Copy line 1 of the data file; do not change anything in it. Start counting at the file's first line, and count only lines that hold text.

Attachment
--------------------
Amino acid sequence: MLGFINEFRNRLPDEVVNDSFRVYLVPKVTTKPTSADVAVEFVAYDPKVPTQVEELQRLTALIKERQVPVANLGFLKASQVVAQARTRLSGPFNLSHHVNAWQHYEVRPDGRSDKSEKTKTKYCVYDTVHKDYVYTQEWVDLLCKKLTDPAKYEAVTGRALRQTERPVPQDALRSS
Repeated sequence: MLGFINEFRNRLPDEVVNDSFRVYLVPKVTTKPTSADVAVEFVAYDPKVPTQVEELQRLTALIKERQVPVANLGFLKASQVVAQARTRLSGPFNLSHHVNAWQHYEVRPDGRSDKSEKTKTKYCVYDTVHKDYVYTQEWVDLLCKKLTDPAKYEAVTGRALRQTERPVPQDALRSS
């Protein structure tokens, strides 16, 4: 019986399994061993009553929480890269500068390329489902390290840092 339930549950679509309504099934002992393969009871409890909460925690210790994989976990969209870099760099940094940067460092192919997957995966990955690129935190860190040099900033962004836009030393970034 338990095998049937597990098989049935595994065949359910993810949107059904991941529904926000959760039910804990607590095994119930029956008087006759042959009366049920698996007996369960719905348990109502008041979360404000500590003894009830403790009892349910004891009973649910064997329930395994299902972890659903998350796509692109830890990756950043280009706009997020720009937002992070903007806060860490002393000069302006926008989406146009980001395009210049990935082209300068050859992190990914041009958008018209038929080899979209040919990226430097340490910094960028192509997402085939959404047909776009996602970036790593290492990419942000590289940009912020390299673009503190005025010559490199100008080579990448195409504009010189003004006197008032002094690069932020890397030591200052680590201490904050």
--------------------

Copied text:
Amino acid sequence: MLGFINEFRNRLPDEVVNDSFRVYLVPKVTTKPTSADVAVEFVAYDPKVPTQVEELQRLTALIKERQVPVANLGFLKASQVVAQARTRLSGPFNLSHHVNAWQHYEVRPDGRSDKSEKTKTKYCVYDTVHKDYVYTQEWVDLLCKKLTDPAKYEAVTGRALRQTERPVPQDALRSS